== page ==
The theories have been floated since the start of training camp.
Vince Young has the best group of wide receivers he’s ever had as an NFL quarterback. Young has taken a more mature approach to his profession. Young has learned to read defenses better.
Any or all of them were offered with the idea that the Tennessee Titans might have one of the more productive passing games they’ve had in years.
And after five games Young ranks among the NFL’s top 10 in passer rating and in the top half of the league in yards per attempt. Not only that but 55.3 percent of the Titans’ receptions (42 out of 76) thus far have been by wide receivers, including Nate Washington and Kenny Britt who currently are first and second, respectively, in catches.
“Myself and the rest of the guys are doing a good job of making some plays down the field and doing things to open it up,” Young said. “… We’re all on the same page and looking at the same things. It’s all coming together right now and we’re doing a good job of working together.”
It seems like a noteworthy development for a franchise that routinely has featured the tight end prominently and whose top pass catcher last season was a running back, Chris Johnson.
The truth is that it merely is the continuation of a trend that has developed during Young’s time in Tennessee, namely that he relies much more on wide receivers than the more accomplished passers who preceded him (Steve McNair) and played with him (Kerry Collins).
Check out the percentage of Titans’ receptions by wide receivers in the three years that Young has done the majority of the throwing.
• 2009 – 124 out of 271 (45.8 percent)
• 2007 – 169 out of 288 (58.7 percent)
• 2006 – 126 out of 226 (55.8 percent)
Compare that with 2008 when Collins was starting quarterback for virtually the entire season – 43.4 percent (115 out of 265) – and with 2005, McNair’s final year with the franchise – 41.9 percent (150 out of 358).
The development of Young and the progress people wanted to see is more evident in his yards per attempt, which improved from 2006 (6.2) to 2007 (6.7) and again in 2009 (7.25). Currently, that number is 7.13.
Prior to last season, the last Titans’ quarterback to average better than seven yards per attempt was McNair in his co-MVP season of 2003, when he averaged 8.04.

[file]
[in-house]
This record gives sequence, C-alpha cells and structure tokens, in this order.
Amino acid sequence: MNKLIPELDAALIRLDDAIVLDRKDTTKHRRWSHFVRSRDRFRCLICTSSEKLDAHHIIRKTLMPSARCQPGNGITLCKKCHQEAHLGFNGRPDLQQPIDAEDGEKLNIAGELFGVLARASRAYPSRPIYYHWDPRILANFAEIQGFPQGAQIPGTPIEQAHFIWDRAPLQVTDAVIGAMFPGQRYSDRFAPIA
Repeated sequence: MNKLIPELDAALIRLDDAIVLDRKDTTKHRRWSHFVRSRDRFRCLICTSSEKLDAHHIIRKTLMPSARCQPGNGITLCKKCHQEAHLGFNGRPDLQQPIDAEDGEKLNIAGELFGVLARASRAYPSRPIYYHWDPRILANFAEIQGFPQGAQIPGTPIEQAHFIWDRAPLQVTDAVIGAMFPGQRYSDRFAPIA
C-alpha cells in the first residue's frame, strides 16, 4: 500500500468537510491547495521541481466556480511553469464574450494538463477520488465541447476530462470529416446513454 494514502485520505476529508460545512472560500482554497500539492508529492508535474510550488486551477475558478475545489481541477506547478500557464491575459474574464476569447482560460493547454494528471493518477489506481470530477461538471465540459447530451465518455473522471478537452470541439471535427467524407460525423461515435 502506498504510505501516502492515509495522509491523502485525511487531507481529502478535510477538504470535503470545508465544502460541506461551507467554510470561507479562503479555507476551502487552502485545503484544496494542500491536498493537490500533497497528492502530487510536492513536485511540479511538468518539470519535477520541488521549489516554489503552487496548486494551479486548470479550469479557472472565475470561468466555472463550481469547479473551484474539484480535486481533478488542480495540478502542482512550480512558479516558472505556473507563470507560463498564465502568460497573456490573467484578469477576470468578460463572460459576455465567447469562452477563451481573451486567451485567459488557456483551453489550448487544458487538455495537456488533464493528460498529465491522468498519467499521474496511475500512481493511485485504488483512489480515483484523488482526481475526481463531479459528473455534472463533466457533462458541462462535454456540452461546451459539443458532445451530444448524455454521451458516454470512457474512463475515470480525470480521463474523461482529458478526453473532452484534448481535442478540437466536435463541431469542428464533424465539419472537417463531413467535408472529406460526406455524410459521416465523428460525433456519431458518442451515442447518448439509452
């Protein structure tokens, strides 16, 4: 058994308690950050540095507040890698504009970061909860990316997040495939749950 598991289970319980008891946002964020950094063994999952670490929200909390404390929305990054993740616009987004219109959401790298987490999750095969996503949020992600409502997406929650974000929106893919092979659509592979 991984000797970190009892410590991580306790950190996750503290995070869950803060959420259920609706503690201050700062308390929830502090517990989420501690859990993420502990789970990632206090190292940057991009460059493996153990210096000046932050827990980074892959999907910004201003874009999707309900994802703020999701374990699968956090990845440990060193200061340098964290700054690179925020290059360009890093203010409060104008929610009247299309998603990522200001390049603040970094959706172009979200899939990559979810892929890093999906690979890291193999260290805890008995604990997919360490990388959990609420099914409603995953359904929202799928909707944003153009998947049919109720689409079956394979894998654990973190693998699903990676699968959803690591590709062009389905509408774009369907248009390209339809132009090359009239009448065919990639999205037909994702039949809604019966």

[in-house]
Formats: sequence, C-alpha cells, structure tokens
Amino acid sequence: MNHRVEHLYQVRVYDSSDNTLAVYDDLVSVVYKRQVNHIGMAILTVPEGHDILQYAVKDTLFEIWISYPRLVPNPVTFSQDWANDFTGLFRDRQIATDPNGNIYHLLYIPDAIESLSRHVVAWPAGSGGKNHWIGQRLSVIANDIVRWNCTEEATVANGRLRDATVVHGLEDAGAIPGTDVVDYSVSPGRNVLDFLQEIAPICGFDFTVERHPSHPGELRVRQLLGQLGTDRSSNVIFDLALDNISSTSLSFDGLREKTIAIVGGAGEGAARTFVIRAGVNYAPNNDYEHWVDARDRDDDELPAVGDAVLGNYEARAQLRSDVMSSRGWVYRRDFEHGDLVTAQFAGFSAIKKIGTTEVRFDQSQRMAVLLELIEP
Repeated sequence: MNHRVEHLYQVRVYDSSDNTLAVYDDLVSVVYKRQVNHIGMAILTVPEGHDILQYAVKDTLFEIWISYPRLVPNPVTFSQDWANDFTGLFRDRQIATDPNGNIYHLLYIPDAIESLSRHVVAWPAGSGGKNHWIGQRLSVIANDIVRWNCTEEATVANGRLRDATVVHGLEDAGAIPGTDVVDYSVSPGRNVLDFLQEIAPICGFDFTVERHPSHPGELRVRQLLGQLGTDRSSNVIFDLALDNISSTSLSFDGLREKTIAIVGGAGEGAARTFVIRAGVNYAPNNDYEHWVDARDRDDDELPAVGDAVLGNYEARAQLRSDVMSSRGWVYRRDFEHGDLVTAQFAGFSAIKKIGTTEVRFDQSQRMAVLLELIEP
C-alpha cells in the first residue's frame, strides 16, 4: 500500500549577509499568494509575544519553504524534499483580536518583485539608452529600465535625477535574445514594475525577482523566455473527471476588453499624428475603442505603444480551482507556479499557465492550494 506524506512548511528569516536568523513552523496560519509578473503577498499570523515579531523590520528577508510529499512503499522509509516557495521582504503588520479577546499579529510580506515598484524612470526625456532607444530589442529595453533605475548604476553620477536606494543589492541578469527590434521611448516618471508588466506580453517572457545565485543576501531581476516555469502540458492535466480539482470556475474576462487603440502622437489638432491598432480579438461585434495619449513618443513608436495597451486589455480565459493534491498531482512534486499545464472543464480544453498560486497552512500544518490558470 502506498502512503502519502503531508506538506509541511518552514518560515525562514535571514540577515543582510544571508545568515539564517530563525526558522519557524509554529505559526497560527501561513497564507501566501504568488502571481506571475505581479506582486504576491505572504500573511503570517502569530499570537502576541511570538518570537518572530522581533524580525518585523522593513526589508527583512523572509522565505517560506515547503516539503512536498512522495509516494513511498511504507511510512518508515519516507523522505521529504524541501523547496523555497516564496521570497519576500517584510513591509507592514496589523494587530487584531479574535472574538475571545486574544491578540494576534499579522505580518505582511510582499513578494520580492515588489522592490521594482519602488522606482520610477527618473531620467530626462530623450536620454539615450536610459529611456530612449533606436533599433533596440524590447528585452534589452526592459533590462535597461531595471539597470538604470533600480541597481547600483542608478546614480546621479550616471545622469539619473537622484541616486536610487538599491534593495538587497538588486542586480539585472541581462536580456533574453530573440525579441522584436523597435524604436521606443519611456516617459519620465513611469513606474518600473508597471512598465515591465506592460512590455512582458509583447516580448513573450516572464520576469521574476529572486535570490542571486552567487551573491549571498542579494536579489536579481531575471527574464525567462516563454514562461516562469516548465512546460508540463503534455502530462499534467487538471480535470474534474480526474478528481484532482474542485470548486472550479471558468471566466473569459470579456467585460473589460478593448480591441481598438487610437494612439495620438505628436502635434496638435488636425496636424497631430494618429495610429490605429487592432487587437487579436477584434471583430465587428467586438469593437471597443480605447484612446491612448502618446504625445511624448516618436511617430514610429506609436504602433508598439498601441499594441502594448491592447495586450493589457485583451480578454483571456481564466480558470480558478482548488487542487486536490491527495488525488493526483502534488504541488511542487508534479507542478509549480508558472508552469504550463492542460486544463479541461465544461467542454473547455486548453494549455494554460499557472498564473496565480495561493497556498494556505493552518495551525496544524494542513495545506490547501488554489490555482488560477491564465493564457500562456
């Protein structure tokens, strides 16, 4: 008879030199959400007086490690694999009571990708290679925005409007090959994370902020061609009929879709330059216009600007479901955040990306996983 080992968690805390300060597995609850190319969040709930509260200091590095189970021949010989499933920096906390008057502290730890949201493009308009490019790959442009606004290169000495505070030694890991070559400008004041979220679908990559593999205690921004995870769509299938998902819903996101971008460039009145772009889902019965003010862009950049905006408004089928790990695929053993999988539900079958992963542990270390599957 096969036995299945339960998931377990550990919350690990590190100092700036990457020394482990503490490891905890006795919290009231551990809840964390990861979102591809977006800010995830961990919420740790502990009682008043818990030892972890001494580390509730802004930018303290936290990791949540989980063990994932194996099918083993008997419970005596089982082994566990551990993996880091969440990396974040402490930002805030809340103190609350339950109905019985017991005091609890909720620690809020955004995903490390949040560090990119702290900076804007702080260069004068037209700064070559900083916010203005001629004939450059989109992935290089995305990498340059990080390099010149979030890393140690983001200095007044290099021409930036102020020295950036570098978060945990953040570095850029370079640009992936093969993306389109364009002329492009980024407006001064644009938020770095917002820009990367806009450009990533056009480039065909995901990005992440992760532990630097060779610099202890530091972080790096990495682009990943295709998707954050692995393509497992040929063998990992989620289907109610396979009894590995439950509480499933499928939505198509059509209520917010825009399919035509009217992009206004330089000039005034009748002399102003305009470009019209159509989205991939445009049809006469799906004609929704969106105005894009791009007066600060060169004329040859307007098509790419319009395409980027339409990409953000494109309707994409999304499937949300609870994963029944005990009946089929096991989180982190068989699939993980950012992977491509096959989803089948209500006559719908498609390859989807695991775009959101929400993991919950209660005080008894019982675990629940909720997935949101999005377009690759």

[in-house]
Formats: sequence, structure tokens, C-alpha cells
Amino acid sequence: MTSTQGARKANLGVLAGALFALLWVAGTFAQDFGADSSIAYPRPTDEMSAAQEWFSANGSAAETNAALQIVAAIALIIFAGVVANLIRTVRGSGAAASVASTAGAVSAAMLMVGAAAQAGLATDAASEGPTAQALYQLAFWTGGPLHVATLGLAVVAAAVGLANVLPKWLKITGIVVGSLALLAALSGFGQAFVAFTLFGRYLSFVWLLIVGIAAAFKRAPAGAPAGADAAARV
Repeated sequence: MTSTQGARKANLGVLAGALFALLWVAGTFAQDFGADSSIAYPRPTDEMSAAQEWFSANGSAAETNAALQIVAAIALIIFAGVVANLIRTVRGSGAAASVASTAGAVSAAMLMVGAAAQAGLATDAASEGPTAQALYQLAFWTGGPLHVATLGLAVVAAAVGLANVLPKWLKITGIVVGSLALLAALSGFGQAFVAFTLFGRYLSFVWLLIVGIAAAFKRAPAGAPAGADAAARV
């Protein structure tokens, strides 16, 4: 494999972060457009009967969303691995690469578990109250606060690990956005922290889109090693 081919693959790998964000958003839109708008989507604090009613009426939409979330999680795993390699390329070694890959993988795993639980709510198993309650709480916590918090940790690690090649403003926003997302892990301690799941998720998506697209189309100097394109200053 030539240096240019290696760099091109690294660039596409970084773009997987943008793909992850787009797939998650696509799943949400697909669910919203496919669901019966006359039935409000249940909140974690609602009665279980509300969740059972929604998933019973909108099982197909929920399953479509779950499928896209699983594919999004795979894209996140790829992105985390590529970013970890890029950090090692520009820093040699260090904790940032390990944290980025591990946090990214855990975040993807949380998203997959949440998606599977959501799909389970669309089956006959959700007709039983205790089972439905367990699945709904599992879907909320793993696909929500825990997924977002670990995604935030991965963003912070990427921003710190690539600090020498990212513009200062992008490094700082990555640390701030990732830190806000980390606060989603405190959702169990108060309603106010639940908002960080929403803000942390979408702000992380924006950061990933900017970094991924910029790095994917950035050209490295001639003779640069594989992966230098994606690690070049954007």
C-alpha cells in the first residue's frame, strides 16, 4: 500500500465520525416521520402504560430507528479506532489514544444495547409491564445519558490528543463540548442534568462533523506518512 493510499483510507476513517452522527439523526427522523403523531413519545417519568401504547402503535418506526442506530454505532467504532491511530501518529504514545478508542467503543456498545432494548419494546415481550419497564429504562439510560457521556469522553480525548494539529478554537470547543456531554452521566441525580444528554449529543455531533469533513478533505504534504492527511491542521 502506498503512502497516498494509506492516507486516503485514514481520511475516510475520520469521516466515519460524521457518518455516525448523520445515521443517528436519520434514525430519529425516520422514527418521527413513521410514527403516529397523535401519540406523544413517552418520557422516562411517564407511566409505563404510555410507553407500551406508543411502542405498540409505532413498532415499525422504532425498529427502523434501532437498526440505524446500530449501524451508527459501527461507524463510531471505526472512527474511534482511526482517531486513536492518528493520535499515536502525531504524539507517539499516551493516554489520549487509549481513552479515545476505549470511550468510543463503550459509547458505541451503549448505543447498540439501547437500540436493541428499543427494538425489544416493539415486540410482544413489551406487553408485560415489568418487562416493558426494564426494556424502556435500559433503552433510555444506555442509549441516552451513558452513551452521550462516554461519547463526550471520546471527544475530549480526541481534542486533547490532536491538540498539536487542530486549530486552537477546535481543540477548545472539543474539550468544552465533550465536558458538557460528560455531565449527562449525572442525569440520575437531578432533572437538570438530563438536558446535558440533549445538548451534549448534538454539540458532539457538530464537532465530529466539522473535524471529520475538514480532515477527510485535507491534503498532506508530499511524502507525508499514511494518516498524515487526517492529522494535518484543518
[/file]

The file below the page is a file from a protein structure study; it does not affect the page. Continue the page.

“(The wide receivers) are getting open, they’re making plays and Vince puts the ball up in the air where they’ve got to make the plays,” coach Jeff Fisher said. “I think it’s probably mostly the fact that they’ve improved outside, but Vince is putting the ball where his reads are taking him too.”
There are several possible explanations for the numbers.
One is Young’s mobility. His ability to evade the rush and keep a play alive offers the wide receivers more opportunity to get open down the field.
Conversely, Collins and McNair (at that point in his career) were much more stationary targets who needed to dump the ball off to backs and tight ends in order to counteract the pass rush.
Another is that Young does not read defenses as well as those two and does not look for the safe play as often as those other two. There’s also the possibility that he simply is willing to take chances the others were not.
Most likely is the idea that he has benefited from a strong running game. Since 2000, when Eddie George rushed for a career-high 1,509 yards, two of the Titans’ top three rushing performances have come when Young has been the quarterback – Johnson’s 2,006 in 2009 and Travis Henry’s 1,211 in 2006.
“When you’ve got somebody in the backfield who makes most safeties move in – and cornerbacks too – that’s something that wide receivers love, “ Britt said. “When you look at our wide receivers, regardless of who’s out there or where they’re at they can make a play.”
It doesn’t hurt that Young seems to throw it their way more often than others.